Many of the challenges inherent in developing regulated products fall into the realm of risk that manufacturers need to examine and mitigate prior to going to market. Numerous drugs and medical devices are recalled each year, which underscores the importance of risk management in product design, development, and manufacturing.
Controlling risk is an important requirement for companies developing regulated products. International standards and regulations include guidelines specific to enforcing product safety and risk management processes. The guidances leave the “how” of risk management up to the company. The following is a high-level overview of the tasks involved in risk management:1
The tasks involved in risk management become more granular based on the organization’s products and processes. Still, simply meeting the minimum obligations for compliance does not equal effective risk management. It needs to be a continuous iterative process. Risk management should involve a structured, technology-driven approach to monitoring trends and behaviors that potentially result in deviations, nonconformances, delays, and possibly product recalls.
Product manufacturing problems such as out of specification (OOS), deviations, outdated data, design issues, etc. are easy to overlook as part of a larger risk. There also might be a new or unforeseen hazard that was missed earlier in the product’s life cycle that will need to be monitored. That said, risk management is not a responsibility exclusive to the quality team — it needs to be integrated into all areas of the company. Therefore, an effective approach to risk management is to embed risk-based thinking into the entire company culture by employing digitized technology and connected quality.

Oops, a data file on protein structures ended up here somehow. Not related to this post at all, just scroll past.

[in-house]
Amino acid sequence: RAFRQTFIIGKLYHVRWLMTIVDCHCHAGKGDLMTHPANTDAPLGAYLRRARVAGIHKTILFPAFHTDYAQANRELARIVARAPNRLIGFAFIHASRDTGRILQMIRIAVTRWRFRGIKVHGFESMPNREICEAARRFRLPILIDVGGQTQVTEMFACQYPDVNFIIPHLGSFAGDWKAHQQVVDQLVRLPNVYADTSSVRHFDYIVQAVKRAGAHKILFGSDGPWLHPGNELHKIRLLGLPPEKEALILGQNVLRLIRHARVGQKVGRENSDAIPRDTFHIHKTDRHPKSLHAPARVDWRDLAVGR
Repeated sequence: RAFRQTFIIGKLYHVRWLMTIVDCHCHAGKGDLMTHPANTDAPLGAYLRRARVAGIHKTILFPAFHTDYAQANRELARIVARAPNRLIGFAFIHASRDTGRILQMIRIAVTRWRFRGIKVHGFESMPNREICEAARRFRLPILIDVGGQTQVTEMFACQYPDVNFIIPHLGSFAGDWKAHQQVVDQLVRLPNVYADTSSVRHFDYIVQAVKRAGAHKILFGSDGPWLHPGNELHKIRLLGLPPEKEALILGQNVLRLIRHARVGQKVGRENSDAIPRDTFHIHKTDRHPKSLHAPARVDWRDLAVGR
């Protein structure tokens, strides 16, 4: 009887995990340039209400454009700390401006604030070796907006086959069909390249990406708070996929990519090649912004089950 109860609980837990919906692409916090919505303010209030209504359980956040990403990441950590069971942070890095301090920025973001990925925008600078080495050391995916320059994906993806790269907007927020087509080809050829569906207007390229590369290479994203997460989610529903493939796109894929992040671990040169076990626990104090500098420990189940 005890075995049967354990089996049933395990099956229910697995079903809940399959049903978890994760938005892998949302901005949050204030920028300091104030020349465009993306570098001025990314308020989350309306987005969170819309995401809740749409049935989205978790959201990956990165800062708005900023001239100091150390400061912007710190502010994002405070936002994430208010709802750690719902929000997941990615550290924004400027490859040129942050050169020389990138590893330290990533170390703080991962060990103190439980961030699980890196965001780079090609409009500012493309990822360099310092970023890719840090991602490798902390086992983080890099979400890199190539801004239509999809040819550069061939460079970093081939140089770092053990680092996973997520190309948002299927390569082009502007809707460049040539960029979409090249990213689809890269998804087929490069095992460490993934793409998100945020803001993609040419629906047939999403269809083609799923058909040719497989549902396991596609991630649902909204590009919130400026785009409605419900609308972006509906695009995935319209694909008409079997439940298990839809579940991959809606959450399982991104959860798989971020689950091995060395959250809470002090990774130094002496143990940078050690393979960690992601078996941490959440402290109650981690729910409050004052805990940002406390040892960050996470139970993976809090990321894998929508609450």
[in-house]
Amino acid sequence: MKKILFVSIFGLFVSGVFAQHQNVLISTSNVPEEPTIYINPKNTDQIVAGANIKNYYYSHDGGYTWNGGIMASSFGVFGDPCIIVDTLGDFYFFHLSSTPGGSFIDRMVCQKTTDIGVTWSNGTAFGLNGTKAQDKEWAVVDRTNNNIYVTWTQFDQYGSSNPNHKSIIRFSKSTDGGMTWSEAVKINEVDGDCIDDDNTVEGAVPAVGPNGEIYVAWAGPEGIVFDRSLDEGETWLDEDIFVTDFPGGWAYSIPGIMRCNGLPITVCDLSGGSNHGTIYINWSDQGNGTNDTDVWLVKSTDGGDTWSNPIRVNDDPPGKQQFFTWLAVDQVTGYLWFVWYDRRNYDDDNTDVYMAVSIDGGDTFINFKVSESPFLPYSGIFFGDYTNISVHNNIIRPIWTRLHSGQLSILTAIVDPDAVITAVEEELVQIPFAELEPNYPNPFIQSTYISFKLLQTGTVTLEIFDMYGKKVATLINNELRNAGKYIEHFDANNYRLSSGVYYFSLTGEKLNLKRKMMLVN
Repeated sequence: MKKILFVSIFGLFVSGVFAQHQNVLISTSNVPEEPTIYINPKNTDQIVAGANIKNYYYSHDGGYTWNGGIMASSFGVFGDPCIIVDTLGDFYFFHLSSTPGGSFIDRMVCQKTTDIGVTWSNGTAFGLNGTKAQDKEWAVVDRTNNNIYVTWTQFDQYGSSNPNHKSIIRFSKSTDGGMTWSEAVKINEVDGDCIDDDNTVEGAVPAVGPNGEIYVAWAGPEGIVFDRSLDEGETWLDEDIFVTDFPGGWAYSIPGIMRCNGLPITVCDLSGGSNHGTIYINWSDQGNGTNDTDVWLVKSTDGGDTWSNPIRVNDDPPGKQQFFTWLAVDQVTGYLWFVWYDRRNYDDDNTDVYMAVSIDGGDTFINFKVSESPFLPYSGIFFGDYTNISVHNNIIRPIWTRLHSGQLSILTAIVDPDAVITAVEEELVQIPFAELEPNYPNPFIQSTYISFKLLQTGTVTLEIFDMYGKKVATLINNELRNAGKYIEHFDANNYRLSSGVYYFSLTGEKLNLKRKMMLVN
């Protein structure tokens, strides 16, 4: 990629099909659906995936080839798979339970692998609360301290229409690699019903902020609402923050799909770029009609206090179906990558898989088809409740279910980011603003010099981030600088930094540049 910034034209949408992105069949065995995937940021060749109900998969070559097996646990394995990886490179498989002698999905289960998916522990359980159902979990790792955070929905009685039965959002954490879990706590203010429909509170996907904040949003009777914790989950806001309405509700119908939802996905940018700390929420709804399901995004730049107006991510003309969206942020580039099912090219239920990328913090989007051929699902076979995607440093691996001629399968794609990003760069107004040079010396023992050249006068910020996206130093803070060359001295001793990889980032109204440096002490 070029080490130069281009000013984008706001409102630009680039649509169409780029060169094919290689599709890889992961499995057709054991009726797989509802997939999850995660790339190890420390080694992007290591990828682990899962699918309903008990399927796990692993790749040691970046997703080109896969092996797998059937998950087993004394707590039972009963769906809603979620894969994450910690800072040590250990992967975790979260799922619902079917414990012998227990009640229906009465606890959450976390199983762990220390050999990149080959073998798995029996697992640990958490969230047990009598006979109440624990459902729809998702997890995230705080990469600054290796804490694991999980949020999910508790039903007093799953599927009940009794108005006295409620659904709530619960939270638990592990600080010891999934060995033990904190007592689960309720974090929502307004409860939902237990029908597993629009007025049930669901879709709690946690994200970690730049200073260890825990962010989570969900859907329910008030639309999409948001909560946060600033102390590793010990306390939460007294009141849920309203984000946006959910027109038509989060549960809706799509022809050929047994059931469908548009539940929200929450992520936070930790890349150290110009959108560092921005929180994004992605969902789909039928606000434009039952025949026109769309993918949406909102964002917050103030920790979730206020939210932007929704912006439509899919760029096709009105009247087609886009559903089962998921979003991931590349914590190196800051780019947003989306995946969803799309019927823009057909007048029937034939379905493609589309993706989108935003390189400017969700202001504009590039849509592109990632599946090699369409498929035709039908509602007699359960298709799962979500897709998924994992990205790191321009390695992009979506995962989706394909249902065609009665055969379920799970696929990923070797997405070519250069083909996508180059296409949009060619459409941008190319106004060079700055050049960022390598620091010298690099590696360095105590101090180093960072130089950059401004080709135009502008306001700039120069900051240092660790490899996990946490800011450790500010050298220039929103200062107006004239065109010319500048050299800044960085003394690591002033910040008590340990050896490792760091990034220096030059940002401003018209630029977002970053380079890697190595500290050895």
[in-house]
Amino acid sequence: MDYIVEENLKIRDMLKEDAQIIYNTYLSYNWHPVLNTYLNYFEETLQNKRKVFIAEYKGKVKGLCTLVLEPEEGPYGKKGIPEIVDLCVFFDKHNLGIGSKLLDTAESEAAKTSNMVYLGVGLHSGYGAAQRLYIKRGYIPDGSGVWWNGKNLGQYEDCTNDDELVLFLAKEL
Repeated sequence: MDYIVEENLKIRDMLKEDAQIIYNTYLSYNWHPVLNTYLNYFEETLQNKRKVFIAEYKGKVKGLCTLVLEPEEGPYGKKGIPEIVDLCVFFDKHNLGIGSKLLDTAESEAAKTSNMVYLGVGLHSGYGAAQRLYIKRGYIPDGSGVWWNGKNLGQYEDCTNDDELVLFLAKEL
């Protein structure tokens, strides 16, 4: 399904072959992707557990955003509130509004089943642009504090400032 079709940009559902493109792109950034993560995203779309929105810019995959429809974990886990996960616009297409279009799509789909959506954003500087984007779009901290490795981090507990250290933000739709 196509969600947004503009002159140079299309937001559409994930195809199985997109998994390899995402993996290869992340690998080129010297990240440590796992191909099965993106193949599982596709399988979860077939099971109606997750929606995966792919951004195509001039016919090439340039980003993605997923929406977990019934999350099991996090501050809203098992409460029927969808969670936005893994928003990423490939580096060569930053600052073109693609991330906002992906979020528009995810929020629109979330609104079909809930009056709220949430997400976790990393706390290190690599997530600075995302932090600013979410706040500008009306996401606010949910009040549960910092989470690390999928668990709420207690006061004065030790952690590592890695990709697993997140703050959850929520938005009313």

The U.S. Food and Drug Administration (FDA) has been a long-time advocate of using modernized technology for improving product quality and safety. “Advanced analytical tools such as machine learning and AI strengthen the FDA’s predictive capabilities, thereby enhancing [its] ability to detect potential safety issues with products and more effectively prioritize inspections and work based on modern risk prioritization techniques,” said Stephen Hahn, former FDA commissioner.2
To successfully implement this type of all-inclusive risk management system means all stakeholders need the ability to access and share data in real time. This enables everyone to effectively track and trend risk data. The need for this level of interaction, speed, and efficiency renders paper-based and spreadsheet data collection and analysis impracticable.
Using technology to proactively monitor and control risk reduces regulatory interaction, which makes sense on a compliance and business level as it contributes to getting products approved and out the door faster. Implementing a connected, data-driven quality platform allows you to manage all quality processes from anywhere, creating a unified risk management framework.
View the trend brief “Shaping the Next Normal for Quality and Compliance” to learn more about risk-based thinking and other trends shaping quality and compliance in 2021.
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